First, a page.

As you might have known, this week an officially licensed game set in the HBO version of the Game of Thrones universe was released. Naturally as a fan, I checked it out - and while I enjoyed it, I was jarred by how much it felt like it was just a retread of stories Game of Thrones had already told.

Warning: There are some mild spoilers for Episode One of Telltale's Game of Thrones game, Iron from Ice, and Season 3 of the TV show in this post. If you've not yet played or not caught up that far, you've been warned!

To briefly surmise, in the game - set just after the events of The Red Wedding - you play as members of House Forrester, a Northern family sworn to the Starks. But basically, they might as well be the Starks for all intents and purposes. You have Gared as your Jon Snow stand-in, left without family and sent to the Wall to join the watch, Ethan slotting in as Bran, the young son thrust into the position of Lord of the House when his father and elder brother are killed at the Red Wedding, and even a Sansa stand-in as Mira, Lord Forrester's eldest daughter serving as a handmaiden in Kings Landing (and ostracised in court thanks to her family's allegiance to the North). It goes in some different places, sure - Ethan doesn't get shoved out a window, for example - but it's also so close that it doesn't feel like you're experiencing the story of an as yet largely unknown House, but House Stark-lite. And although I enjoyed the game, it just felt like a wasted opportunity to tell a new story in a familiar universe. Instead, we basically got a version of the one we're already well versed in.

I can see why Telltale would take that path - the Starks are sort of the de facto face of Game of Thrones, even at this point - and it means that it's a sort of quick shorthand for fans of the show to step in with minimal set up, they don't have to learn that much about these new characters because the association is there. But equally as a fan of the universe, I'm disheartened that so far at least it doesn't feel like getting to explore a new story in it, but a retread.


It's a growing trend with franchises these days - especially long running ones - to mine stories they've done before for the nostalgia element, but at some point it stops tickling those fanboy fuzzies and starts looking like creators are running out of ideas for what they want to do with these universes. Was Into Darkness' rehash of Wrath of Khan really necessary, for example? Considering the Star Trek reboot is meant to be in an alternate universe, it's all the weirder for past stories like that to crop up again, but even more of a shock that we went from rebooting the property with a new story (albeit with familiar-ish characters) to rehashing an old story in the very next sequel. The same for superhero movies, where we get the origin, reboot the property, and then tell the origin again - looking at you, Spider-Man - or we get so many origins that it's less the familiarity of the story that begins to tire us, but the structure. I mean, how many people have you heard lamenting Origin stories lately?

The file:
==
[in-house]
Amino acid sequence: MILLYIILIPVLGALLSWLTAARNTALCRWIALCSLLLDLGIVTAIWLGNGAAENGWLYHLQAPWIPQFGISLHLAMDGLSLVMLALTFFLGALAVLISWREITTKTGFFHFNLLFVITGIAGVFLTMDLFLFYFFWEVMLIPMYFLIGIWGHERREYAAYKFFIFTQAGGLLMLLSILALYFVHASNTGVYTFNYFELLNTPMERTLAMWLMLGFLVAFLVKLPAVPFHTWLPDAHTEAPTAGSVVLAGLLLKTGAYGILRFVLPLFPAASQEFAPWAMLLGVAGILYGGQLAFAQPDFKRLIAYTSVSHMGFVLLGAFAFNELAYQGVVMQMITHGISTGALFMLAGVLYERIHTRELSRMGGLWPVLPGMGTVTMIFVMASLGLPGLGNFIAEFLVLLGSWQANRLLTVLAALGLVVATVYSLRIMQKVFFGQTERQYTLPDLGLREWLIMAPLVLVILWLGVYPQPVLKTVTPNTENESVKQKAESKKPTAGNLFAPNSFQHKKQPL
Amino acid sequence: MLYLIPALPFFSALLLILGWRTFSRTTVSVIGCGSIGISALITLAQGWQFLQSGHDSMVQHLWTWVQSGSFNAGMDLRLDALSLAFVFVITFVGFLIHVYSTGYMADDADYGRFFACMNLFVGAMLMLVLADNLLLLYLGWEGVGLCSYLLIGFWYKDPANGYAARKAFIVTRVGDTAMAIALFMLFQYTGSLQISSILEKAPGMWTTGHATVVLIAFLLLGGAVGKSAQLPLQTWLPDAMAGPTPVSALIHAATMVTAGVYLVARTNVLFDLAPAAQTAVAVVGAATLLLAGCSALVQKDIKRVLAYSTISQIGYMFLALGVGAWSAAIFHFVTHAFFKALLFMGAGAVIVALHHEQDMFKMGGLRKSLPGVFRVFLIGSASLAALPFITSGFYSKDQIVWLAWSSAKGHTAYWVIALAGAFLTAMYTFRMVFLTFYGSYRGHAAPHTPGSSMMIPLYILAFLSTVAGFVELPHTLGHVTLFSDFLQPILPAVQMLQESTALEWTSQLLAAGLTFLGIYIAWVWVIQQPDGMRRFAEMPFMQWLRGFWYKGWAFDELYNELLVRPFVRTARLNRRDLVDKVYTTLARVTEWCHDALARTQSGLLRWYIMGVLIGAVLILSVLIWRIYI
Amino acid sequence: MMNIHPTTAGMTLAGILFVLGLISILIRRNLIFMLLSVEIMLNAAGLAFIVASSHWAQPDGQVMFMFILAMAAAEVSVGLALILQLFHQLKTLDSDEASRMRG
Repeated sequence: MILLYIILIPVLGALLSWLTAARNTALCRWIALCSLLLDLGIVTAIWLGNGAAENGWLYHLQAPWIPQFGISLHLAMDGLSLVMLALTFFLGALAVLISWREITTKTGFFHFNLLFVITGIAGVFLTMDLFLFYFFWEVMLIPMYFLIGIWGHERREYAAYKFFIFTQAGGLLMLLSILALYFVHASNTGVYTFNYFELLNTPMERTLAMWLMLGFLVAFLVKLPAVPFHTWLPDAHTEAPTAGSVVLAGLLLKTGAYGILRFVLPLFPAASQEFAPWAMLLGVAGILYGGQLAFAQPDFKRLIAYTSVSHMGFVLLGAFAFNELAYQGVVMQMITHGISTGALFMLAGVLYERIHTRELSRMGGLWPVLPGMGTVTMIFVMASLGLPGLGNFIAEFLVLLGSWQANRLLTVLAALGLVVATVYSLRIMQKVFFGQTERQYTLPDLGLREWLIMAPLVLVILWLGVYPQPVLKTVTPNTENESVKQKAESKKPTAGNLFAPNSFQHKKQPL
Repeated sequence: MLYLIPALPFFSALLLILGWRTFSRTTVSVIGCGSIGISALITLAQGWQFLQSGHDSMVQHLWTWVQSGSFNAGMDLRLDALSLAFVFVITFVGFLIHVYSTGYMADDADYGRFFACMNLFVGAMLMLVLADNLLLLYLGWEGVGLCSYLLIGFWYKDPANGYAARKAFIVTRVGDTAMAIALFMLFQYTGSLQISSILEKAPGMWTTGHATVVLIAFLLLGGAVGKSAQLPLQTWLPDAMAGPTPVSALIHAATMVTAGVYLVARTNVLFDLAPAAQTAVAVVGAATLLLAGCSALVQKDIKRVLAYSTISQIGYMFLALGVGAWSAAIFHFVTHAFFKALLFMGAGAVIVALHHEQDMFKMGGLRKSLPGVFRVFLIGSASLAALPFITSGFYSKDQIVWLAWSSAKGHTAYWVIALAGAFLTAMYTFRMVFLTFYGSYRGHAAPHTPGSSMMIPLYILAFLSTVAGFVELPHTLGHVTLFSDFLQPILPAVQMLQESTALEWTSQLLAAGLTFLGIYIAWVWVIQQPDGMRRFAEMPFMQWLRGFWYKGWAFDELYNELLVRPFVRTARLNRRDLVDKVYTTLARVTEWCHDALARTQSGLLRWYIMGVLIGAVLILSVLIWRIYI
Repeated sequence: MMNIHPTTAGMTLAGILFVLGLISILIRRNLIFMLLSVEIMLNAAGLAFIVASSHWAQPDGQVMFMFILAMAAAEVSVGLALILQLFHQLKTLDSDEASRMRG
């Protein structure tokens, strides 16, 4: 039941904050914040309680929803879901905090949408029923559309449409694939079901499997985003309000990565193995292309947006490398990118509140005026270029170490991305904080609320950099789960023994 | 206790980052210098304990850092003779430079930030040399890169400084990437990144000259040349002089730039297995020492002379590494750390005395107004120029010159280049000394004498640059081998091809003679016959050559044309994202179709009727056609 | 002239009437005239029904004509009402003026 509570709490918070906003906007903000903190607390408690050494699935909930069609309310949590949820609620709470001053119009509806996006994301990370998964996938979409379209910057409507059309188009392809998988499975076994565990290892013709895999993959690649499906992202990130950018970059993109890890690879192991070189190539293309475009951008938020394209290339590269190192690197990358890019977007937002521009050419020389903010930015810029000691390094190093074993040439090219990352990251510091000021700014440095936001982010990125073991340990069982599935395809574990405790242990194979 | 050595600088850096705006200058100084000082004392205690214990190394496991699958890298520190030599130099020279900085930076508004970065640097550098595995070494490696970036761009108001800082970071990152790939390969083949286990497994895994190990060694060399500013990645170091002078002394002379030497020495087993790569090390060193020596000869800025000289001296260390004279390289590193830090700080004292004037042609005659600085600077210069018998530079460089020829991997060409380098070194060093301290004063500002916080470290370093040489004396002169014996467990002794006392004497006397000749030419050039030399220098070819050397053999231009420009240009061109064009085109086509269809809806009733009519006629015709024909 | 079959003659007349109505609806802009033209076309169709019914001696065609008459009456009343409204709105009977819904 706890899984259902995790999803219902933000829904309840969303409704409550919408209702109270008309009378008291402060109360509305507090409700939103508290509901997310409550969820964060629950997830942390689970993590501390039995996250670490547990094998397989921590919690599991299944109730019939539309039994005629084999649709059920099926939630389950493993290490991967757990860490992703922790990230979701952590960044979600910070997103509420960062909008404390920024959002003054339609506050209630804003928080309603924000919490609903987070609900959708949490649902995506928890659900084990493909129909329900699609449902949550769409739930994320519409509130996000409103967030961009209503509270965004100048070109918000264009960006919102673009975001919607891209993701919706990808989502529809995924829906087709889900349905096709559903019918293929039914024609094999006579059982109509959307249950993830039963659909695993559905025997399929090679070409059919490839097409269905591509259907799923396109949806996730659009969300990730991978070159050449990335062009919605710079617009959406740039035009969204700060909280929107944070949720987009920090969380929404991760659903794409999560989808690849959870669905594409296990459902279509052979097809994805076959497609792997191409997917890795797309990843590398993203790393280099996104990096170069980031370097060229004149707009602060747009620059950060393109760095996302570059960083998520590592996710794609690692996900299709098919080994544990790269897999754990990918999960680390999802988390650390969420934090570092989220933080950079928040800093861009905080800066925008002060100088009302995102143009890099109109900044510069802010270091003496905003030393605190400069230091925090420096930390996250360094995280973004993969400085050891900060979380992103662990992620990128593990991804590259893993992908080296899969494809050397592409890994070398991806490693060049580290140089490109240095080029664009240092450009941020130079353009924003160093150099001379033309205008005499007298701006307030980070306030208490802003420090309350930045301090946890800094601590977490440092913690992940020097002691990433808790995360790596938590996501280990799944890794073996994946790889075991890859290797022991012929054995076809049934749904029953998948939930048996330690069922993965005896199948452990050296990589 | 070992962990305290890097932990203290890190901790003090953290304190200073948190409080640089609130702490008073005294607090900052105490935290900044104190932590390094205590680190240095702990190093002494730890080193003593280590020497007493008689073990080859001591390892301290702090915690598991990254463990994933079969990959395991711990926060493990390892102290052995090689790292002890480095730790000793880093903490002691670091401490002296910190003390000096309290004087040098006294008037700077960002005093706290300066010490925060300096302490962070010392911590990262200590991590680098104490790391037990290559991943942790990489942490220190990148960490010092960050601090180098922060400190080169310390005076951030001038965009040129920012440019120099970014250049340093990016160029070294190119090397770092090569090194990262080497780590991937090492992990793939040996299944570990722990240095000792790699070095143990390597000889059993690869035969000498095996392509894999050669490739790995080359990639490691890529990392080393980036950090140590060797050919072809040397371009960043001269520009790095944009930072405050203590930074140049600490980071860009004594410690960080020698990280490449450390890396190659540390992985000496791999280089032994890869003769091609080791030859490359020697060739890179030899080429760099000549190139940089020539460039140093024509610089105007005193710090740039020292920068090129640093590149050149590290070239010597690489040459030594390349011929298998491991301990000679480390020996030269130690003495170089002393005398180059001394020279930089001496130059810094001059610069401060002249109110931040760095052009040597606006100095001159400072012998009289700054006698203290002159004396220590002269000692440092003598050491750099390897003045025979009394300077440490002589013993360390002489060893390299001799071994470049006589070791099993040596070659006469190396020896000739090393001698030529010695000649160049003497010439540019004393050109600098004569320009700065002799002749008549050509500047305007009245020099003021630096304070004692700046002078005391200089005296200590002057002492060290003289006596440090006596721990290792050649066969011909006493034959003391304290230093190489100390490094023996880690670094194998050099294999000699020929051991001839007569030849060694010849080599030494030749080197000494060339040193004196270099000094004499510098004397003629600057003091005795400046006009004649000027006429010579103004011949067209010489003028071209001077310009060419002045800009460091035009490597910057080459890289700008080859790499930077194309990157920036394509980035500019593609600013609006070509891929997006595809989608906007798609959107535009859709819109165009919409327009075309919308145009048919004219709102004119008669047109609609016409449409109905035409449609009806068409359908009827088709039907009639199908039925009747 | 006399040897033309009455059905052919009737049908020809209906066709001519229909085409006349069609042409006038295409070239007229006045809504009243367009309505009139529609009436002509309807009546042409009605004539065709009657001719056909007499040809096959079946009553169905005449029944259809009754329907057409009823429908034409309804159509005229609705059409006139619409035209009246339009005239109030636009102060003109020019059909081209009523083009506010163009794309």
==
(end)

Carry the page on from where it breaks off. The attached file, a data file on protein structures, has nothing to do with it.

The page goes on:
One of the biggest benefits of these long running and massively-scoped franchises is that they can tell so many different stories that are still yet intrinsically part of them. Westeros is big enough a place that the Forresters didn't have to be an almost carbon-copy of the Starks. Star Trek is certainly filled with enough big ideas that JJ Abrams didn't need to return to the well of the original Trek films so soon. Hell, even Doctor Who, which has certainly run a gamut of familiar stories throughout its 50 years, it's also tried to reinvent itself and try new stories and genres all the time, too. These franchises only got to be the behemoths they are by creating new stories all the time, by expanding upon itself instead of just feeding off of what's gone before in the search for a hit of familiarity. Without telling new stories, they'll become stagnant, and we'll slowly lose sight of what made us love them so much in the first place too.


I think it's why there was an almost unheard of unification of excitement about the first The Force Awakens trailer last week - there was enough familiarity to it with the Falcon and X-Wings and Stormtroopers (notably familiar imagery, not familiar characters) that it still felt like Star Wars, but it was new characters, faces we'd never seen before with the promise of telling something new in the Galaxy far far away. It didn't play up showing those old characters or reshowing us the story so far, it teased us with something new instead. Time will tell if it really is a new story, of course, we've seen so little, but for now a lot of the excitement around it feels like it's because it's not retreading where Star Wars has gone before.

These huge universes are capable of sustaining new stories - that's why they got so huge in the first place, because creators kept adding new tales to the ever growing tapestry that made them into the worlds and lands we fell in love wtih. We don't need to keep retreading the stories we love just to maintain our interest.


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